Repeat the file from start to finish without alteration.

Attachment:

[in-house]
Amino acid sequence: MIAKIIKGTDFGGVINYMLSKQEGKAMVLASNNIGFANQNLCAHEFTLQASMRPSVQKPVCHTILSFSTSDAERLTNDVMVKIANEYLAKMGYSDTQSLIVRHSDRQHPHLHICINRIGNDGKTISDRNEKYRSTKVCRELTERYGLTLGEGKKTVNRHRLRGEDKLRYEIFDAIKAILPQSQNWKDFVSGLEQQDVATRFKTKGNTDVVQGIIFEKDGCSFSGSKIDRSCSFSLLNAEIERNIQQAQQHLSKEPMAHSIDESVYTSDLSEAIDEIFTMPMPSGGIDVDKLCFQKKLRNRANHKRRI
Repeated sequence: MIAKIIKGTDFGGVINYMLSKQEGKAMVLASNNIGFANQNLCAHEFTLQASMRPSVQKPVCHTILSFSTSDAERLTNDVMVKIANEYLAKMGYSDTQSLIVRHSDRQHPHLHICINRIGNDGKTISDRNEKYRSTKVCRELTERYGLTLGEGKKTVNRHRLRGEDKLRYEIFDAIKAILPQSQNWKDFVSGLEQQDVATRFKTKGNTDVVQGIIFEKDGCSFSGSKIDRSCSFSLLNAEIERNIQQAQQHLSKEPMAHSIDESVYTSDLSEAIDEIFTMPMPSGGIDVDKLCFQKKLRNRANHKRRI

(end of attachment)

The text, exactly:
[in-house]
Amino acid sequence: MIAKIIKGTDFGGVINYMLSKQEGKAMVLASNNIGFANQNLCAHEFTLQASMRPSVQKPVCHTILSFSTSDAERLTNDVMVKIANEYLAKMGYSDTQSLIVRHSDRQHPHLHICINRIGNDGKTISDRNEKYRSTKVCRELTERYGLTLGEGKKTVNRHRLRGEDKLRYEIFDAIKAILPQSQNWKDFVSGLEQQDVATRFKTKGNTDVVQGIIFEKDGCSFSGSKIDRSCSFSLLNAEIERNIQQAQQHLSKEPMAHSIDESVYTSDLSEAIDEIFTMPMPSGGIDVDKLCFQKKLRNRANHKRRI
Repeated sequence: MIAKIIKGTDFGGVINYMLSKQEGKAMVLASNNIGFANQNLCAHEFTLQASMRPSVQKPVCHTILSFSTSDAERLTNDVMVKIANEYLAKMGYSDTQSLIVRHSDRQHPHLHICINRIGNDGKTISDRNEKYRSTKVCRELTERYGLTLGEGKKTVNRHRLRGEDKLRYEIFDAIKAILPQSQNWKDFVSGLEQQDVATRFKTKGNTDVVQGIIFEKDGCSFSGSKIDRSCSFSLLNAEIERNIQQAQQHLSKEPMAHSIDESVYTSDLSEAIDEIFTMPMPSGGIDVDKLCFQKKLRNRANHKRRI